new to do list

may 25 Limoges (2)

  • put something into each of the blue panels behind the flowers
  • adjust the curvature of the imagery on the vase near the roses
  • warmer red in the Sweet Williams on the left
  • add indication of the chrysanthemum on far left
  • pale the top of the cloth, and add elements of a bluer green (mixed warm/cool)
  • start messing around with the settled cloth elements — for color, as your mood instructs
  • fix that longer leaf on right (closer to the study)
  • more articulation in the white what’s-their-names flowers at top
  • figure out what patterns are sitting on the top of the hill
  • some time or other might want to do a couple drapery drawings … just because

Giving my brain some instructions.

Now, make it so.

  (As Star Trek fans will understand.)


not my flower

flower after old master

The tulip that I’ve decided to keep inside the picture is not my tulip.  I don’t know where it came from.  I found it while doing an image search on, I think, Jan van Huysum.  It resembles his flowers but probably isn’t his tulip study.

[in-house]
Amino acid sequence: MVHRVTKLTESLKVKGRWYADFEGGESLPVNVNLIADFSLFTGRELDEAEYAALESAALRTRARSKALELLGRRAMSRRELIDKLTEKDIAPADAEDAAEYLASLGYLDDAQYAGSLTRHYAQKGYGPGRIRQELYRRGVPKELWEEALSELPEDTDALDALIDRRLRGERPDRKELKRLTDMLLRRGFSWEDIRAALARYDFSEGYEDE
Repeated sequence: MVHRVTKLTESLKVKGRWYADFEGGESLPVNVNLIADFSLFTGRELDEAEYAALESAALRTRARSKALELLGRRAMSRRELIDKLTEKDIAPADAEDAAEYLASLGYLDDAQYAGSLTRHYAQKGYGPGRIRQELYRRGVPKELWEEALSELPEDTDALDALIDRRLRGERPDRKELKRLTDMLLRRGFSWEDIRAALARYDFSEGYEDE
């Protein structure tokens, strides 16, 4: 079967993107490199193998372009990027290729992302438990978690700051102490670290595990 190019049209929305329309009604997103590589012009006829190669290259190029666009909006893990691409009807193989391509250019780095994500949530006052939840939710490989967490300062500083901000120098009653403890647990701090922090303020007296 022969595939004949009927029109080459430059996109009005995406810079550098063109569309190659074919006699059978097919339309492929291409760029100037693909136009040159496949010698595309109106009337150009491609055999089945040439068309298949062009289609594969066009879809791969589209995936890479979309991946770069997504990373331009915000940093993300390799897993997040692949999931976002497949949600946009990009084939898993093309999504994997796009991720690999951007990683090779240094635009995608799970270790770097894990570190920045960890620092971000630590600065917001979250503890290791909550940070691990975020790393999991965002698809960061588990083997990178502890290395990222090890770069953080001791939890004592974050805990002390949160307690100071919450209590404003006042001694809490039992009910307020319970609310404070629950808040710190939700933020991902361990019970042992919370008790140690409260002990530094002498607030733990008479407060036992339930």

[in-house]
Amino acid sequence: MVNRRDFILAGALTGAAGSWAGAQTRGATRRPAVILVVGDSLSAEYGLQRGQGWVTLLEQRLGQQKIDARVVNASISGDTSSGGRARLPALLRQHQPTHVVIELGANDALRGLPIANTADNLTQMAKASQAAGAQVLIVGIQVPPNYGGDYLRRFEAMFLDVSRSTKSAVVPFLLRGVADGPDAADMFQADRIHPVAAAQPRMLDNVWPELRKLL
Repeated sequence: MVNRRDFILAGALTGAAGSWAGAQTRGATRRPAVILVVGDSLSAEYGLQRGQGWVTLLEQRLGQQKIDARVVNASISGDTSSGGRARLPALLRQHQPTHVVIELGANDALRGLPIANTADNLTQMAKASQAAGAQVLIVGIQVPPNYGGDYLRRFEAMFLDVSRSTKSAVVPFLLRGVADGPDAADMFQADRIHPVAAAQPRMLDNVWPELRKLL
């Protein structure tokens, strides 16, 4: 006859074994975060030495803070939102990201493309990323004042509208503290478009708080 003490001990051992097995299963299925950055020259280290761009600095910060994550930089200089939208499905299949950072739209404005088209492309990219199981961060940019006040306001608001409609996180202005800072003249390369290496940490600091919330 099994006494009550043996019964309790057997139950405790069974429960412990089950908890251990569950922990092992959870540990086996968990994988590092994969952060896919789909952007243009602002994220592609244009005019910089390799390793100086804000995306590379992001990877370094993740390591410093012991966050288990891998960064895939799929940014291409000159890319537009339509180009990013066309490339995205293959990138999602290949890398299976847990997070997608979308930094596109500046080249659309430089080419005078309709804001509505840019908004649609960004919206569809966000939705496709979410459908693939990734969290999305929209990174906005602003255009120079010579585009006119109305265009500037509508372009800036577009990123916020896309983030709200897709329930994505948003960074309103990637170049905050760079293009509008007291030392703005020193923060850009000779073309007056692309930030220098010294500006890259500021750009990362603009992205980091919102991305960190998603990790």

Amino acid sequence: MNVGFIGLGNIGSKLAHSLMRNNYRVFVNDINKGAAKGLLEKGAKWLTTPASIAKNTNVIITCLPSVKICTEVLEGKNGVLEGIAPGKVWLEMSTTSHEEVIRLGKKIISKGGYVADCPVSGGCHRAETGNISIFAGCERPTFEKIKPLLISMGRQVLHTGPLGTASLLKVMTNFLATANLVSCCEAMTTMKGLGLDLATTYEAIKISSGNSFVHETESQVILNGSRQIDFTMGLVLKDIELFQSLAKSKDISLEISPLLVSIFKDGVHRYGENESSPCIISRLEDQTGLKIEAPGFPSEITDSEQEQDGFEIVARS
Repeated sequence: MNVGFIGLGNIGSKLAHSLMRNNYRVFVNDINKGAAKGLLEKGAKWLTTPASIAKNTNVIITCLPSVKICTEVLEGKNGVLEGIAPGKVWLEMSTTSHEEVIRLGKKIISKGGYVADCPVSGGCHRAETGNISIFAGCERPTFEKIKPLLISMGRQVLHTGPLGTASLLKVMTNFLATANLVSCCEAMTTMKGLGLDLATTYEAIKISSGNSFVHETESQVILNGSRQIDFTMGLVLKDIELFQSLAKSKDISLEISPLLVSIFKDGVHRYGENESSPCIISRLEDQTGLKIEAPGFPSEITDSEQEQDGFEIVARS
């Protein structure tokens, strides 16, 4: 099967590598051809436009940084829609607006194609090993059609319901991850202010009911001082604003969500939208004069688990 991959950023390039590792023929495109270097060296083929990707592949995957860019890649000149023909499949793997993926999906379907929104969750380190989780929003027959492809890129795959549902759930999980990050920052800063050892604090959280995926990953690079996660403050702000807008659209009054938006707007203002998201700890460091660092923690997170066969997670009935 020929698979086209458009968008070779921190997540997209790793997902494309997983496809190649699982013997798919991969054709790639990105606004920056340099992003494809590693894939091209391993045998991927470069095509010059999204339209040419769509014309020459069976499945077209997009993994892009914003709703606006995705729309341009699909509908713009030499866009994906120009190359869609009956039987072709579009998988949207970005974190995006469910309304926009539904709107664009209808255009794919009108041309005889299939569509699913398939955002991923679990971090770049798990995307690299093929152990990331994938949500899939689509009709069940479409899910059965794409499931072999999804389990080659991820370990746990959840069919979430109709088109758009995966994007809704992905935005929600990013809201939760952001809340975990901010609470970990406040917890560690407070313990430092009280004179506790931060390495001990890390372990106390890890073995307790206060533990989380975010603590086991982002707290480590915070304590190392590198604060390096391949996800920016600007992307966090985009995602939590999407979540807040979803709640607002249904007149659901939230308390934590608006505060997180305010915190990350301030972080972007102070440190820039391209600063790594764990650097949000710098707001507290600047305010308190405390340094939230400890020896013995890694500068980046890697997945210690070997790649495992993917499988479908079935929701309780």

Anyway, I stole it.  Like the figs (Snyder’s figs, different painting).



The current painting began TWO YEARS ago!  Hard to believe.  It began with this drawing, a drawing that I never finished.

Well, I’m pursuing that thought now even without that drawing!


not one painting, many

background detail

Every part of the painting can teach you something.  This morning I’m learning to think like the pattern maker.

Working on a large complex painting, one needs to break things into parts.  It’s not just one painting: it’s many paintings stitched together.  Each section becomes almost a separate painting to me — I am learning more and more to do this — and I strive to focus on that part and to see the possibilities that it holds within it.

Then one stands back to look at the whole thing.  The introduction of these new parts has to jibe with the rest.  It’s a back and forth.

I’m letting Brian Tracy coach me this morning.  He writes, “The bigger your goal and the more intensely you desire it, the more likely you will be to exert your powers of self-discipline and will-power, and the more capable you will be of making yourself do the things that you need to do to get where you want to go.” (p 140, Maximum Achievement)

I must say, the color blue is a good coach too.  The color blue always makes me want to do stuff.